RS: We do not recommend merging anything before the wedding. We do recommend full-disclosure of each partners’ financial situation during the engagement period, but accounts should not actually be merged until the couple is legally married. For couples getting married for the first time, it is best to share all accounts in common and link these accounts to a budgeting software, such as mint.com, so that everyone can see and be responsible for the management of the money. The exception is your 401(k) and IRA accounts because these cannot be “shared” or joint accounts; however, as soon as you are married, you need to make your spouse the beneficiary of these accounts. If you are getting re-married and you have kids from a previous marriage, things start to get complicated, and I could only make recommendations on a case-by-case basis.

MLM: What are the fundamental’s of planning a household budget?

RS: This is such a good question. Our grandmothers took classes in school called home economics. With good intentions, these classes were largely done away with in the wake of the feminist movement. I don’t think doing away with Home Economics has empowered us as women or as couples as evidenced by our mound of consumer debt and record foreclosure rates. Everyone needs basic home economics skills. Budgeting is one aspect of it. Before budgeting can begin, couples need a clearly defined marriage mission because you want spending, saving, investing, and giving to be aligned with the mission. The mission drives the budget, not vice-versa. The key is to make it easy by connecting all of you accounts electronically to your budget, and there are many software providers that make this available. Again, we use and recommend mint.com because it takes about 10 minutes to set up. Setting up the budget is only the first step. It must be monitored regularly, and we recommend that couples meet for a budget date once a month to talk money. Couples that have a budget save thousands of dollars per year over those that do not.

MLM: What is the best way to pay off personal debt? Are there debts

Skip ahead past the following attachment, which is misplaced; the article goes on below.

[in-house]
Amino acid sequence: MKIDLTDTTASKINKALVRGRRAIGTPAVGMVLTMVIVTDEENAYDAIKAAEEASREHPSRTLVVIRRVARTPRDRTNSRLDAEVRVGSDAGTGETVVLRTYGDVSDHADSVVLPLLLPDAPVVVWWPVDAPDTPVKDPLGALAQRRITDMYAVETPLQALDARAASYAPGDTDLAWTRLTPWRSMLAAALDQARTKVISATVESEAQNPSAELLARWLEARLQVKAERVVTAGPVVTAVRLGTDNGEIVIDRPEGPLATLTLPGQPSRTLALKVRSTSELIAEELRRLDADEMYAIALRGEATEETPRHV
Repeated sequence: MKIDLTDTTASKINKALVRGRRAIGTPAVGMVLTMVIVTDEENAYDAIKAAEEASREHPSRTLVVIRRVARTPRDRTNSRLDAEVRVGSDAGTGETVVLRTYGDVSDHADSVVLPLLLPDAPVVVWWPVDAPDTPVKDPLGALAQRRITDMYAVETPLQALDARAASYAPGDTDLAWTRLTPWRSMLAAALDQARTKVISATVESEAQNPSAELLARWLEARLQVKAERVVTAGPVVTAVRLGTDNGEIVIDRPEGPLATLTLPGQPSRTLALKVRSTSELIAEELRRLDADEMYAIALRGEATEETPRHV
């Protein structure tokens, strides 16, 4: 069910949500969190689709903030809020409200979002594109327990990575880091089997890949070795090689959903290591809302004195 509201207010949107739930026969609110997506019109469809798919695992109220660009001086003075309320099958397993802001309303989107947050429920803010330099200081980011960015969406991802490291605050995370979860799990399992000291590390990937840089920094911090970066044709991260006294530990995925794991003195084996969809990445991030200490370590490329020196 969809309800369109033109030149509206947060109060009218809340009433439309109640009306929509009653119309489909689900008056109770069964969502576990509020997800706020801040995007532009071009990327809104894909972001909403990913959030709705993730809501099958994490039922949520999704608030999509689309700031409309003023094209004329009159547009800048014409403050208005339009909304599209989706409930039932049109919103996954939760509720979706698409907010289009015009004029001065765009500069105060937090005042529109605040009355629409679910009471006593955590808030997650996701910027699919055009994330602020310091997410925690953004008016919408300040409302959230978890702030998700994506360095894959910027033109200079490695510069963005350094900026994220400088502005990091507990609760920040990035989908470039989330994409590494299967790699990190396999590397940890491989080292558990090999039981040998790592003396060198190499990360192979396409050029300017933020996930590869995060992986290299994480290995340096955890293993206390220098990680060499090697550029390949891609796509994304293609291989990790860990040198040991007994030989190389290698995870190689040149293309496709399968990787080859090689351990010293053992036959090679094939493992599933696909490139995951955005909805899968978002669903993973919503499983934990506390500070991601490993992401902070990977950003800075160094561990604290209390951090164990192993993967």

that should be paid off first (credit cards vs. student loans, etc)?

RS: I am a person who has paid off over $100,000 in student loan, automobile, and credit card debt very quickly. How fast you can pay off debt is driven by your income, but the best way to go about it is to make a list of the people or institutions that you owe and how much you owe them. Put the list in order from least to greatest, and pay them off in that order. Pay the minimum amount on every debt, except the smallest one; pay as much as possible on the smallest one until it is gone. Then, apply that payment to the next one on the list. For example, if you owe grandma $500 and you owe Visa $1500, make the minimum payment on the Visa until grandma is paid off, then add whatever amount you were paying grandma monthly to the Visa minimum until all debts are paid off. Some people will disagree with this because of interest rates, but the goal is to shrink your list. There is something mentally freeing if you do it this way. The exception: If you are in the terrible position of not having enough to pay a monthly payment for some reason, make sure you pay your student loans first. Student loans may be the worst form of debt on your list, even though the rates are low and it was an investment in yourself. If you file for bankruptcy, the student loans do not go away. Unlike other creditors, the government can garnish wages. Also, in this terrible scenario I would also pay Visa before grandma.